His experience with a new jail: Saginaw County Sheriff William Federspiel describes the layout of his Michigan county’s previous jail during his presentation on Thursday at the Vigo County Public Library. Staff photo by Joseph C. Garza
His experience with a new jail: Saginaw County Sheriff William Federspiel describes the layout of his Michigan county’s previous jail during his presentation on Thursday at the Vigo County Public Library. Staff photo by Joseph C. Garza
With near 50 people in the basement of the Vigo County Public Library on Thursday evening, a Michigan sheriff shared how he and his county were able to build a jail comparable to the one planned in Vigo County for nearly half the price.

And while he prefaced most answers with something akin to "Saginaw and Vigo counties are different and have different needs," Sheriff William Federspiel spent more than two hours spelling out how he was able to build a 511-bed jail for roughly $38 million, $26 million less than the projected cost a 485-bed jail in Vigo.

Federspiel said by choosing to construct a three story jail with a pod system using pre-fabricated steel cells instead of a sprawling single-level jail, the facility is able to use central command stations on levels two and three to monitor offenders more efficiently.

That efficiency is key, Federspiel said, as it allowed him to reduce staff, through attrition, by more than 30 percent. The money saved on staffing is enough to pay the bond issue without raising taxes, he said.

Pat Goodwin, independent candidate for Terre Haute mayor, asked Federspiel if a multi-level jail is typically more cost effective than a single-level jail with a larger footprint.

"I've found that it is for us, yes. I looked at a General Motors transmission plant that was vacated 25 years ago. It was long, linear, and from a cost perspective we thought it could save us money," Federspiel said.

"But in the end we didn't feel it could work because we would have to transport prisoners and would require me to increase my staff. ... So for us the vertical design works best."

Federspiel's comment on transportation sparked a follow up question about the cost and long-term viability of transporting offenders to and from a courthouse from an offsite jail.

Federspiel said transporting offenders was a non-starter for him as he never wanted the liability and cost of vans and "excessive" transportation details.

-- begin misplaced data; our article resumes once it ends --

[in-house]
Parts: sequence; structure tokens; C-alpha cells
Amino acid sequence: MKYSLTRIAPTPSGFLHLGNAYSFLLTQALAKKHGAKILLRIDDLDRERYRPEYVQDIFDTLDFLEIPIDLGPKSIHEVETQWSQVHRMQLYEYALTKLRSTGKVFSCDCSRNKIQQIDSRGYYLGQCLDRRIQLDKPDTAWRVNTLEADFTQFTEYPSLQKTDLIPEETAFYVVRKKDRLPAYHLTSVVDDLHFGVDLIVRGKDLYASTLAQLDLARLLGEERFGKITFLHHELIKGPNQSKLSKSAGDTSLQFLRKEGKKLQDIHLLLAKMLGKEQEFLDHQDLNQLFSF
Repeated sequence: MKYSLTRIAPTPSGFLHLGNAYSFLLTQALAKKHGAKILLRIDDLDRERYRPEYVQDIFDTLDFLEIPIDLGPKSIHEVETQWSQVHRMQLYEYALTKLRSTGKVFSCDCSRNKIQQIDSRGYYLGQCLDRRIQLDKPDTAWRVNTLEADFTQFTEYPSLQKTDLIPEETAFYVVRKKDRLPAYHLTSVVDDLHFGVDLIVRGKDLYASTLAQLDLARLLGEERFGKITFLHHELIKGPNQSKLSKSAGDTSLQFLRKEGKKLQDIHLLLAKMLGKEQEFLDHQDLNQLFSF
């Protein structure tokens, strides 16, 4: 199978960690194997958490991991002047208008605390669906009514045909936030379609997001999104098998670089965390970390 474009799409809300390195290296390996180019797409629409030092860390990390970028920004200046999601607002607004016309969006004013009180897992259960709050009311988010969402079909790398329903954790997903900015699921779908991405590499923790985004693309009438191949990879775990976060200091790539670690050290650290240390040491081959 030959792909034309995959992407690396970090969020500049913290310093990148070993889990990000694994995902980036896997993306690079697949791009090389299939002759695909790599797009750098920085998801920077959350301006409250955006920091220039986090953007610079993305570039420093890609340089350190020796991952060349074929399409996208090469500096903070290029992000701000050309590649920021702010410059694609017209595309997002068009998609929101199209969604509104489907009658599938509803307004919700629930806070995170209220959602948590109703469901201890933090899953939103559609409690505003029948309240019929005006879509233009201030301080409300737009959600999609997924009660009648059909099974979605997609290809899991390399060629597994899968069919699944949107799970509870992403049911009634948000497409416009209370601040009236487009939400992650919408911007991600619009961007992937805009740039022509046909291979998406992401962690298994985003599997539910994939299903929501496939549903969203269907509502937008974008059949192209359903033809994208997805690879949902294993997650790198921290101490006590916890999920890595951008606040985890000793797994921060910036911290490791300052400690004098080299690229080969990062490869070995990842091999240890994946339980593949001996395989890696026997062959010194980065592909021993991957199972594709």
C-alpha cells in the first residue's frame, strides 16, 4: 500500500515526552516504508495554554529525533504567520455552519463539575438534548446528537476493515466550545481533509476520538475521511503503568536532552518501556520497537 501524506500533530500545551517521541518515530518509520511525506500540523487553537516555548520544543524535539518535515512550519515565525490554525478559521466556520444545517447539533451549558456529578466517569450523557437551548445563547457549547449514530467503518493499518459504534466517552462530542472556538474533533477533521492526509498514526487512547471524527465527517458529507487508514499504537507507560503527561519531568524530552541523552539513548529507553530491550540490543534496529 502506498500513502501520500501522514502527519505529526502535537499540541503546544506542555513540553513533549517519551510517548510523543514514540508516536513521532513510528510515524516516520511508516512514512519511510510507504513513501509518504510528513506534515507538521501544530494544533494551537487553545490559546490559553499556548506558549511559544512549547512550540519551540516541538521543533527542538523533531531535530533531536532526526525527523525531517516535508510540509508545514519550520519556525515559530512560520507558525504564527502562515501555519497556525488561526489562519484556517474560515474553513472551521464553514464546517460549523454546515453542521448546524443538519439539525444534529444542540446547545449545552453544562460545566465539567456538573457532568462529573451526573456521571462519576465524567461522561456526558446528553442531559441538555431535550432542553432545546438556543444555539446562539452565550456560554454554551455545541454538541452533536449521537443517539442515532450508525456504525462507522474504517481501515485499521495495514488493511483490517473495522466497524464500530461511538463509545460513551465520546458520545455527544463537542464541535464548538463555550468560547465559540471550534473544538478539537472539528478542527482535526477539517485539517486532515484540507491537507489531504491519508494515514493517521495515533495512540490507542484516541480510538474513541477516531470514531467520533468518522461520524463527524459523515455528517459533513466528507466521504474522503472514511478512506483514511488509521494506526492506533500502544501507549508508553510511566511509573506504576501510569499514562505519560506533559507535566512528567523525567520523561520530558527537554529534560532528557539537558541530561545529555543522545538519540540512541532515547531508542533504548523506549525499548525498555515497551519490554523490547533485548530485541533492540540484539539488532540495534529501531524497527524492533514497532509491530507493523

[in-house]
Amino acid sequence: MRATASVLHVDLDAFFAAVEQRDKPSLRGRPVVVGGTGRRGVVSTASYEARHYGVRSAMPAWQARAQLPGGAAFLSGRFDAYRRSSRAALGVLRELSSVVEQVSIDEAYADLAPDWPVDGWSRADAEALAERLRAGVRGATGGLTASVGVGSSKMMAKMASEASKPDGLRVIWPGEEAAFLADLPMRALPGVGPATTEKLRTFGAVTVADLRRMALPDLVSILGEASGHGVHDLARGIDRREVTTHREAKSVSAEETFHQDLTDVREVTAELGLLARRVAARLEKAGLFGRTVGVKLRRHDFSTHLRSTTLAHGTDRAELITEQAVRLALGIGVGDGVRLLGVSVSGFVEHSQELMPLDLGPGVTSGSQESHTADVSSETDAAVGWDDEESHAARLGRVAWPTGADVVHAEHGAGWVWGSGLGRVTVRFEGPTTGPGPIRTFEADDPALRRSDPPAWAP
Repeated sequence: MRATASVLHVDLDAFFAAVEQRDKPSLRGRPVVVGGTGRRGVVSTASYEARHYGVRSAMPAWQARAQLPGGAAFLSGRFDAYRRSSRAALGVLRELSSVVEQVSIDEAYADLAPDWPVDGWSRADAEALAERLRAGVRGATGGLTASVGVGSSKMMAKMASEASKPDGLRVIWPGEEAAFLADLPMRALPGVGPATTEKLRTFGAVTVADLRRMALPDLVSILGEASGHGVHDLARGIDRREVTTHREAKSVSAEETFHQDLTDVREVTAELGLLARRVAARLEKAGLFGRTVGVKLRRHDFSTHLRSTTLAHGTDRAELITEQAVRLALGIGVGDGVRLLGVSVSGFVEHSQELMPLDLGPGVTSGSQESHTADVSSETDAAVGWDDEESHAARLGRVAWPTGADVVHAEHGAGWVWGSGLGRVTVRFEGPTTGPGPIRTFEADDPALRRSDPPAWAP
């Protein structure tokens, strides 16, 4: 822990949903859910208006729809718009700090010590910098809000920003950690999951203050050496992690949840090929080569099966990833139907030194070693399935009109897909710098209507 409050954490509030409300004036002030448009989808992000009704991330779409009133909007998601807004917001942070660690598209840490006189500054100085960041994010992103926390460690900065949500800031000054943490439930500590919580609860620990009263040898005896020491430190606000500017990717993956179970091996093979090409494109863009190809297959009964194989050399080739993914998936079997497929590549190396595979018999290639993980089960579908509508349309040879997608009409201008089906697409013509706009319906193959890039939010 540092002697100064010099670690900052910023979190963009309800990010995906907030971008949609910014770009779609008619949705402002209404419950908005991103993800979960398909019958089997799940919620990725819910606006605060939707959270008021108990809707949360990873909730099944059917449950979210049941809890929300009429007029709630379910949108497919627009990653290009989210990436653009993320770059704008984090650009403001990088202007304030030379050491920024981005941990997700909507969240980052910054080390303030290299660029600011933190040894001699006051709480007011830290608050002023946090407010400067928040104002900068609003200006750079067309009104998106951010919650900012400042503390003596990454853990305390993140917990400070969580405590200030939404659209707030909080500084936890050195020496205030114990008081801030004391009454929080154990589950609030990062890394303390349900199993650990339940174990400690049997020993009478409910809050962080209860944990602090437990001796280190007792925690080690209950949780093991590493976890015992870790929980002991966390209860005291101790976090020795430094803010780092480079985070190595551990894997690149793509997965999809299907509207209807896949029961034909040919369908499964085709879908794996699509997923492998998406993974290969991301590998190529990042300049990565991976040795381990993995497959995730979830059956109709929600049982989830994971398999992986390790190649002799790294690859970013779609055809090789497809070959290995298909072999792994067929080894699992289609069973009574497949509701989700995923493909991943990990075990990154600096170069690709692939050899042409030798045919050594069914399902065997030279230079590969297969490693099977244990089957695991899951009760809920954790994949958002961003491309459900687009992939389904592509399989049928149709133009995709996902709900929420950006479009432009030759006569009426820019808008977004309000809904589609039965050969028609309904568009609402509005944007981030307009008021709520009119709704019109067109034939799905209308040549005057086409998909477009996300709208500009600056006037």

"Let's say you build a new jail two miles away, what are you going to do with the old one, tear it down?" Federspield asked, receiving but shrugs in return from the audience. "I don't think you can, you're going to have to staff it in some way and I'll tell you why.

"When you're transporting them to court from your new headquarters and jail, you're going to have to staff something here because you can't just drop them off in the parking lot. And that was a problem we looked at too. And my answer was that we couldn't because we'd have to staff a sally port even if I tore the rest of the jail down."

But the biggest question of the night, and the reason Vigo County council member Chris Switzer invited Fedespiel to speak, the sheriff couldn't quite answer; how is a similar project costing Vigo taxpayers nearly $30 million more than it is six hours away in Michigan?

Put to Federspiel nearly an hour into the presentation by Charlie Williams, the sheriff was taken aback at the estimated $64 million price tag.

"Wow, who owns the land" Federspiel joked. "That's a good question. Now admittedly I don't know everything about your process here but let me ask you a question; did you pick an architect out of the sky or did you have multiples come in and give you a bid?"

"We don't really know," Williams shot back.

"OK, well that would be a start. I'm not here to criticize because I don't know everything, but like I've said, if you're shopping for a new car do you just go to the first dealership you see or shop around?" Federspiel asked.

"Because that's what I do with my money and that's what we did in Saginaw with the county's money."
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